1. “The Itch” – Brother O’ Brother. Stripping some of the Black Keys-esque arena-rock sheen from their guitar-and-drums approach ends up with a raging, distortion-laden tune that has The White Stripes on speed-dial. Ka-pow.
2. “The Dusty Song” – Sebastian Brkic. Brkic creates a swooping, diving panorama that relies just as much on creaky-voiced MeWithoutYou-style indie-rock as it does acoustic material.
3. “Ridiculous” – Mleo. Surprising vocal and instrumental range make this an impressive rock tune.
4. “Salvo” – CFIT. Serious music that reaches for the seriousness of Radiohead, the swirling development of shoegaze, some airy aesthetics of chillwave, and an overall sense that none of those influences take away from the inventiveness of the work.
5. “What’s Pesto” – The River Fane. Ominous clicking and clacking undergird this menacing, pondering, powerful indie rock track that’s anchored by thunderous piano chords and wavering vocals a la Thom Yorke.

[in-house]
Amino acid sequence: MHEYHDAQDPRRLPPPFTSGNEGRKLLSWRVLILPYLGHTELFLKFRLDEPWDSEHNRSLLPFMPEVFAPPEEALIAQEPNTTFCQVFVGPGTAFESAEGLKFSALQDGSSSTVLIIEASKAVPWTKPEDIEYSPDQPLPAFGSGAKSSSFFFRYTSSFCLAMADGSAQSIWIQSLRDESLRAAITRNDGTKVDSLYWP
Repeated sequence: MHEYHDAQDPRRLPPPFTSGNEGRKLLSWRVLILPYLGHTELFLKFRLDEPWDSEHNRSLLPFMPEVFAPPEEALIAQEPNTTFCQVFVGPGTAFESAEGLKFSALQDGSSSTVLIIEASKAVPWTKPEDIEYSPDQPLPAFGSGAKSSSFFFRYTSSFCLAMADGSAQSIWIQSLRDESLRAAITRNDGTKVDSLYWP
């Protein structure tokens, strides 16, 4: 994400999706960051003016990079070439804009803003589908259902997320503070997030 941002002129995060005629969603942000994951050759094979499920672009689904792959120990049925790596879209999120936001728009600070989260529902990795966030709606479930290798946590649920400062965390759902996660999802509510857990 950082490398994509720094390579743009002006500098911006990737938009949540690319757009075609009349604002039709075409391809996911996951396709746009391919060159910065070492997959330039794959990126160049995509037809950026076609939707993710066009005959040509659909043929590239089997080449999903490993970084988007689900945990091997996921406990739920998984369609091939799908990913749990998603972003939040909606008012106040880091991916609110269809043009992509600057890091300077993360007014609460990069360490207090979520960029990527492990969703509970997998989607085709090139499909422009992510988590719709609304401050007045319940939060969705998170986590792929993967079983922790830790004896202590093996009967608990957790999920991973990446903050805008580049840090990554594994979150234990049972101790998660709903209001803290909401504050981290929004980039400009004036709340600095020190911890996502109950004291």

6. “Rubbernecking” – Frog. Fresh off their triumphant Kind of Blah, Frog re-released their debut. This track points toward the ragged enthusiasm and vocal intricacies that made the guitar rock of KOB such a charm.
7. “End of Something” – Febria. This tunes’ an omnivorous beast, as prog, math-rock, laid-back ’70s psych, jazz, and guitar heroics blend together into a mindbending stew. It’s not as hectic as The Mars Volta, but it’s maybe in the zipcode next door.
8. “Golden Threads From the Sun (excerpt)” – yndi halda. This bit of a tune from a larger post-rock work points to the scope at which yndi halda feels comfortable: massive. As such, there are some group vocals, Sigur Ros-like distortion explosions and frantic drums, strings, and generally all manner of thing going on. Here’s to maximalist post-rock.
9. “Thank You For Your Time” – Citizen Shade. Soulful and dramatic, this piano-led romp starts off quiet and ramps way up.
I’ve been posting singles and videos from Colony House since January, because their alt-rock had that anthemic edge which usually portends great things. And while “Keep On Keepin’ On,” “Silhouettes,” and “Waiting for My Time to Come” are great by themselves, they’re amazing when crammed together and packaged with 11 other great tunes on When I Was Younger.